Don't try and get to much in your picture. Or at least start with everything you think you want and then narrow down and isolate individual or small sets of the cascades so that you can more specifically define your subject. If you can find a safe enough place for yourself and your tripod toward the middle of the stream looking upstream, you may find your best vantage point for a wider shot. Especially if you have a wide angle lens (a wide focal length and portrait orientation can create the right perspective to "lead" your viewer up the stream in your picture).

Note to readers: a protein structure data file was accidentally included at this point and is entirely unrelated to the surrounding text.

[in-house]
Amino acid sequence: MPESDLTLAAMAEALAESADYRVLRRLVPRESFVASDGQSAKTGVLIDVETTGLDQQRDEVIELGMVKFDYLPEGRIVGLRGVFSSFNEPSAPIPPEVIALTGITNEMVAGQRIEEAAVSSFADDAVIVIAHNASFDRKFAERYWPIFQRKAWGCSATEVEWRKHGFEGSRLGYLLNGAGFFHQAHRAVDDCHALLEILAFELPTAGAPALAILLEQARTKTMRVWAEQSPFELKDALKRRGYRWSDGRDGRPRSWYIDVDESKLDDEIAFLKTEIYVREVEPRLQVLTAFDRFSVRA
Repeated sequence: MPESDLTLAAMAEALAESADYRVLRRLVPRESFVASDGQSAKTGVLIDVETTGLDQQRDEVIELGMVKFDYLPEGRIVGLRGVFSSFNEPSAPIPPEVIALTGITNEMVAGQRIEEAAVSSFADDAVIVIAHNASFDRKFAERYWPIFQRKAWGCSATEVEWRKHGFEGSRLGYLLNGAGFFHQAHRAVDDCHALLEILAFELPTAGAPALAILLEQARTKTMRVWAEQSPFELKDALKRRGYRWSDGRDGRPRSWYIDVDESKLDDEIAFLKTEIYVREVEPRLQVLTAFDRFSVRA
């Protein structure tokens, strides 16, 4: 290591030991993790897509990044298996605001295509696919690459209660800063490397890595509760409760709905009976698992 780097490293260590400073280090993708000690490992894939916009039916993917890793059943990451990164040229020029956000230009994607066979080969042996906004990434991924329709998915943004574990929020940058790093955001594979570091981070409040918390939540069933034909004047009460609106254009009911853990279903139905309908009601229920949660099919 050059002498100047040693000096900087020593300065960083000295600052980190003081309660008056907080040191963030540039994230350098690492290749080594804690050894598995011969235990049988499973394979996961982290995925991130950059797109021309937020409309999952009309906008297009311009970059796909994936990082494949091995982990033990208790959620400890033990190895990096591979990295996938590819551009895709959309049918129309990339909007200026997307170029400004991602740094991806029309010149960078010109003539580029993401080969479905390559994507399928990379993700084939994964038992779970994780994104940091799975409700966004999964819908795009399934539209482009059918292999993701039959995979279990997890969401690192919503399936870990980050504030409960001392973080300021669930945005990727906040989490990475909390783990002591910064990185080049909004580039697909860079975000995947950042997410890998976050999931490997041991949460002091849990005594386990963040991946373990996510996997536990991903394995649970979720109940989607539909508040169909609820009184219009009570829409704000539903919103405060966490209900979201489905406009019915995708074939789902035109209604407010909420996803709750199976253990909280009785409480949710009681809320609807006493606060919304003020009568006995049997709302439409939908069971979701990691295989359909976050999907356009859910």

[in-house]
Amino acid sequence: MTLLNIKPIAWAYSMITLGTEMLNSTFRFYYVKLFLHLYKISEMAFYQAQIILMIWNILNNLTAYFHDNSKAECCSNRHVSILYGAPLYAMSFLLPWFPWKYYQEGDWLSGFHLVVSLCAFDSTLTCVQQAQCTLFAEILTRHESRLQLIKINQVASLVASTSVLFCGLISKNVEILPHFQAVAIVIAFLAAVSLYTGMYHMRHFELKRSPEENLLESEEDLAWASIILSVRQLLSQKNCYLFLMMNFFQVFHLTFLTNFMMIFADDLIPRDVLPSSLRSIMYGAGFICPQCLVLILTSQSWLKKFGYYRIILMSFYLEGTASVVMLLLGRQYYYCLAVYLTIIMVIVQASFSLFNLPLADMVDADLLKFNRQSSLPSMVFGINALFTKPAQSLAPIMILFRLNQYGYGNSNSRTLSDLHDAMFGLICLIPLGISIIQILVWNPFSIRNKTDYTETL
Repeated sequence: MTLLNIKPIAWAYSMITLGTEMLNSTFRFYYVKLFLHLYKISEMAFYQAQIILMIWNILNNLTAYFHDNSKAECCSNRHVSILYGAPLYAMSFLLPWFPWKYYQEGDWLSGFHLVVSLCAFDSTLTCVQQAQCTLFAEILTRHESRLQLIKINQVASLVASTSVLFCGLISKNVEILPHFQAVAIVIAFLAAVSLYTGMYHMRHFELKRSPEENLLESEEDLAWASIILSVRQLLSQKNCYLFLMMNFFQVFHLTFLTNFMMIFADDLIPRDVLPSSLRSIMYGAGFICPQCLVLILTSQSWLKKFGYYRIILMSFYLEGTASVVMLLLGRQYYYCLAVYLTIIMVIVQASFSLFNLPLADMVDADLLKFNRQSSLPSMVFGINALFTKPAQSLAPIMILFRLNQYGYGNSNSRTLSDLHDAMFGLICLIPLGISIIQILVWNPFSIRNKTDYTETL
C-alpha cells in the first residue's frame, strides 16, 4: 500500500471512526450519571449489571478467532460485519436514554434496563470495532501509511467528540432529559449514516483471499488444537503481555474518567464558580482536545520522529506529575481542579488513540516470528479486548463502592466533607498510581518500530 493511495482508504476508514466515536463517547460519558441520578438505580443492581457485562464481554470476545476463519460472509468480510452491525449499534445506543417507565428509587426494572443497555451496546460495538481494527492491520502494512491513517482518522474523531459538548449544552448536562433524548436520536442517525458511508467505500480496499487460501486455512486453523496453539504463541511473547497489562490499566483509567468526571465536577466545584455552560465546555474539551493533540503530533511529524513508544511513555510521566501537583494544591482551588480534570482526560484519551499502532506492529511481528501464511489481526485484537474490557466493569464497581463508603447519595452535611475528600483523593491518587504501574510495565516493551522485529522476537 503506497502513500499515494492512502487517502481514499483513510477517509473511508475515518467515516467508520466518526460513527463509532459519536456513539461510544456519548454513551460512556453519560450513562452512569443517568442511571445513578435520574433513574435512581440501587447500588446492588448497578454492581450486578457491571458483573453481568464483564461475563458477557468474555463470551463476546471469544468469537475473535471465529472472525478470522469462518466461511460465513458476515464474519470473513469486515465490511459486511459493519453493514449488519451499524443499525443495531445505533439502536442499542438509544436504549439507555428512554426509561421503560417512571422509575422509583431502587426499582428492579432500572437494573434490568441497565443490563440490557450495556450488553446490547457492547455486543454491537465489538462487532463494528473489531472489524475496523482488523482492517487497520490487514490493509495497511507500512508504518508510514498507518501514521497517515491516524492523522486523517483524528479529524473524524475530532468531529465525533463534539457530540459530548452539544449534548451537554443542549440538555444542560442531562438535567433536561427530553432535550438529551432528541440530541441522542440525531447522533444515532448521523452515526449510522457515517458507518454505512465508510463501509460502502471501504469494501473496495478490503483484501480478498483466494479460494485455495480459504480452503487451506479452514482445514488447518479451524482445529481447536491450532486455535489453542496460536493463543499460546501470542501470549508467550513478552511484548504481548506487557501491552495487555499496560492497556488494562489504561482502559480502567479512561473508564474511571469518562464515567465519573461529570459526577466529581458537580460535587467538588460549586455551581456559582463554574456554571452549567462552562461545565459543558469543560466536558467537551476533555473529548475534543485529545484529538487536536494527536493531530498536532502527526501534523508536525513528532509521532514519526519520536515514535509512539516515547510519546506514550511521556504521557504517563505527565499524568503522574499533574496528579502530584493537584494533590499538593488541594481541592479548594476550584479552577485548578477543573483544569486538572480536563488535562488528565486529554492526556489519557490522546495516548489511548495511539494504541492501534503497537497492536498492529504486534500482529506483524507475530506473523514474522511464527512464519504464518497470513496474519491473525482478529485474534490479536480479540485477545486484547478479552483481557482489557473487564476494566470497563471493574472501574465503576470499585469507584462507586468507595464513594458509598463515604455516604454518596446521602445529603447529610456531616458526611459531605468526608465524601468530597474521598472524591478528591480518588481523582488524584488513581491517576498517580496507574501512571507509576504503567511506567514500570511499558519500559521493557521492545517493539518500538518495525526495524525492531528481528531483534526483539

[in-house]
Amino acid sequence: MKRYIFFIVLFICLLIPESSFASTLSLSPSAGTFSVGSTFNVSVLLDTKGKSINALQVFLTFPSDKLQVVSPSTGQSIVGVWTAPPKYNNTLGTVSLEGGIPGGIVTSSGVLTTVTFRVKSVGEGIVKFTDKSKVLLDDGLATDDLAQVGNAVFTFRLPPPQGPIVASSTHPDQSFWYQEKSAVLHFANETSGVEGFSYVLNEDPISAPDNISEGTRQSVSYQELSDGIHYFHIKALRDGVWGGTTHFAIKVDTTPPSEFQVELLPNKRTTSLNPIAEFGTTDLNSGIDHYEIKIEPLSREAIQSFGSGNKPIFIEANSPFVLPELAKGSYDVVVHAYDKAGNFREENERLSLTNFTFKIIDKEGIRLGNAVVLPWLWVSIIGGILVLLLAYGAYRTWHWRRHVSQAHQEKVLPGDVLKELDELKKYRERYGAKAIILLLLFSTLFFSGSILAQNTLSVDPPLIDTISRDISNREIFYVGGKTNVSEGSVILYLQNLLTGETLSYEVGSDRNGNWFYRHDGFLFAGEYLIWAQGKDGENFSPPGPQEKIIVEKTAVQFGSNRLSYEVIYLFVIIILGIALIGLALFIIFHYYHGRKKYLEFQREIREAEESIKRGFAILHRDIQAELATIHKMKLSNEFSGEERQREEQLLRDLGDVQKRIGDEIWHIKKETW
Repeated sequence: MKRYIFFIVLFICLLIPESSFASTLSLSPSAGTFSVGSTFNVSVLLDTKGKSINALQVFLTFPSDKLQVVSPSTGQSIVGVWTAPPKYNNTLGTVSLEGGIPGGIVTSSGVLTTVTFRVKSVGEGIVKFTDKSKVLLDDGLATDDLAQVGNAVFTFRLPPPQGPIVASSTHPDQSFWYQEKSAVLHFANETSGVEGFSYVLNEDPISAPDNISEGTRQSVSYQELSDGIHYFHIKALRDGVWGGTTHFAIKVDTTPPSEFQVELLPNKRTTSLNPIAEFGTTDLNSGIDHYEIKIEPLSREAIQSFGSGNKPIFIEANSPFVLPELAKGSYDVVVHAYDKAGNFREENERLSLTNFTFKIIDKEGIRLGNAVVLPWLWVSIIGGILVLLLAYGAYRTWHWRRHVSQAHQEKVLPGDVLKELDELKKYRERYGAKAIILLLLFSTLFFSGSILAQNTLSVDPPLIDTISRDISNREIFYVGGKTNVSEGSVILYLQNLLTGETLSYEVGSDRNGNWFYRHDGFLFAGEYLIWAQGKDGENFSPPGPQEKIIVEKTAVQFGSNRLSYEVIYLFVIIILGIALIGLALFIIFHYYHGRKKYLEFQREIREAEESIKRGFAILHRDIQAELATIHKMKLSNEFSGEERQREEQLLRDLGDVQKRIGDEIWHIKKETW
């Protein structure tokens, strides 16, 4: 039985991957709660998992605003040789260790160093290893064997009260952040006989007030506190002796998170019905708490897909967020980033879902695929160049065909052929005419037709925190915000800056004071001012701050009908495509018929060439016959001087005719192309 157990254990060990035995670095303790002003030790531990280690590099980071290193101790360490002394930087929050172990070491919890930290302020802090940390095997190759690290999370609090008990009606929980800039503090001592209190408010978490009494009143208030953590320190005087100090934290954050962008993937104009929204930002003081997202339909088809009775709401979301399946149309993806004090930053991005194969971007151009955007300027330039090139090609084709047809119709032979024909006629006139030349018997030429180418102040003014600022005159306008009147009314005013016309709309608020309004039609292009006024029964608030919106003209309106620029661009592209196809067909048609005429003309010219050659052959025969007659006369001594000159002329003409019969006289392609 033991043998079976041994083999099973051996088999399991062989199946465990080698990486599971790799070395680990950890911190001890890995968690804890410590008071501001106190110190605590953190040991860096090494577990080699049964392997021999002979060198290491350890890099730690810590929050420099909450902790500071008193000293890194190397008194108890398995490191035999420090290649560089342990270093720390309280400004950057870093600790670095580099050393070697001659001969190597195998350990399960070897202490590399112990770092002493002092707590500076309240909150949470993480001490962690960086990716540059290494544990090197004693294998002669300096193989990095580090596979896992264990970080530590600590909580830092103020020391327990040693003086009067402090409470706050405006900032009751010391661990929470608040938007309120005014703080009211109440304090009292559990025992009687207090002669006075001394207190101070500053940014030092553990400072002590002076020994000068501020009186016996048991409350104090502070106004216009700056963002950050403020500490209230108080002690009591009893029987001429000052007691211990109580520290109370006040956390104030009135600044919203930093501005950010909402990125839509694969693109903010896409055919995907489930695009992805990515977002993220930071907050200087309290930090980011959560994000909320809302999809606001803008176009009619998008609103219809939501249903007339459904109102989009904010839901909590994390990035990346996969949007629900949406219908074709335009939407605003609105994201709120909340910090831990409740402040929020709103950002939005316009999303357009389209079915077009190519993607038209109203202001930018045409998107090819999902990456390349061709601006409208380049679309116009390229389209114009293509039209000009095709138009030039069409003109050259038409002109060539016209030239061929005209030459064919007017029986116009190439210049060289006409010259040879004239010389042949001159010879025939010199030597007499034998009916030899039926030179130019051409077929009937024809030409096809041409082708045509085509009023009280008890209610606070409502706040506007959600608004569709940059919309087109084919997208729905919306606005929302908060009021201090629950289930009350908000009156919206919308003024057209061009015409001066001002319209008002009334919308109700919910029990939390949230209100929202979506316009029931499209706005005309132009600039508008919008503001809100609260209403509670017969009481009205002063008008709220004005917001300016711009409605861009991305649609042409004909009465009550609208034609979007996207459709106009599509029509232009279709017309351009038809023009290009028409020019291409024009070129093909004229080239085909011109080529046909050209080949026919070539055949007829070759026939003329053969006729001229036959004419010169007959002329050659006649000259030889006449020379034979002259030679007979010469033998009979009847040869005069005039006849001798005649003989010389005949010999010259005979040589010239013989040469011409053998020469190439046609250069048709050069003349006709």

For the signature silky look along with sharp detail in everything else... you'll have to have your tripod and you'll have to use manual settings. Maybe this can be your first experiment with it if you've never before! Set your aperature to maximum depth of field (f/22-29 range) and your shutter speed to 1 or 2 sec. If you're exposure meter is unbalanced still, try and set your ISO ("film" speed) accordingly. Set your camera to "remote" mode and try a couple frames. Use your review screen to make sure there is sharpness everywhere except for the water, and that you are pleased with the effect of the water's motion. If all is good, try the shutter at a couple of slightly faster speeds and a couple of slower speeds (with other settings balanced accordingly) to get a feel for the different appearance the water can take on. If any loss of detail in your shot due to camera movement, make sure your tripod is secured and all extensions are locked properly. Then consider utilizing your camera's "mirror-up" setting (see your manual for details). With my camera's "remote mirror-up" setting I was able to click once to raise it's mirror, give it a second to settle any mechanical vibrations and click once more for the shutter.